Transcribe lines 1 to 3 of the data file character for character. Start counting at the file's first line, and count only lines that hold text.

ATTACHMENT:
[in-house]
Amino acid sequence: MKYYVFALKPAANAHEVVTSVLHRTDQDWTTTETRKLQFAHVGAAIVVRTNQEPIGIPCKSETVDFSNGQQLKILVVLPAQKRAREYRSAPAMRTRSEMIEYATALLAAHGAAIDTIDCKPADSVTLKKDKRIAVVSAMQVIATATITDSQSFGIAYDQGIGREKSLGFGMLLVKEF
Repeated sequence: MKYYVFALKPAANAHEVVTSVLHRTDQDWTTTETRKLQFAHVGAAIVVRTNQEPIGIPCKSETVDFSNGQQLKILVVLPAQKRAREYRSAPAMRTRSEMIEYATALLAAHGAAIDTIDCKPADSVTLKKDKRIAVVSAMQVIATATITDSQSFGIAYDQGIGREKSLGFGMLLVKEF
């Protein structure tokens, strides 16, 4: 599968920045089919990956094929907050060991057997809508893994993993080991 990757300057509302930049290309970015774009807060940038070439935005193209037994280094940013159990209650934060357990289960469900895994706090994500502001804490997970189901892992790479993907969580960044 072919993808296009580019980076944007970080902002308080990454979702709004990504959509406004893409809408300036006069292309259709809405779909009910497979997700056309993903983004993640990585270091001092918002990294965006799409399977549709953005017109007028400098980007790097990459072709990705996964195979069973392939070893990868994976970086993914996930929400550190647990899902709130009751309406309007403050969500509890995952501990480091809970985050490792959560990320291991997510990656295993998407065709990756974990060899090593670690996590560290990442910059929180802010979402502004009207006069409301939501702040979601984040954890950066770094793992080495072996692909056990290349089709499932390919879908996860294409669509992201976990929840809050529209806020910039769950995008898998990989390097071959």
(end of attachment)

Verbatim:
[in-house]
Amino acid sequence: MKYYVFALKPAANAHEVVTSVLHRTDQDWTTTETRKLQFAHVGAAIVVRTNQEPIGIPCKSETVDFSNGQQLKILVVLPAQKRAREYRSAPAMRTRSEMIEYATALLAAHGAAIDTIDCKPADSVTLKKDKRIAVVSAMQVIATATITDSQSFGIAYDQGIGREKSLGFGMLLVKEF
Repeated sequence: MKYYVFALKPAANAHEVVTSVLHRTDQDWTTTETRKLQFAHVGAAIVVRTNQEPIGIPCKSETVDFSNGQQLKILVVLPAQKRAREYRSAPAMRTRSEMIEYATALLAAHGAAIDTIDCKPADSVTLKKDKRIAVVSAMQVIATATITDSQSFGIAYDQGIGREKSLGFGMLLVKEF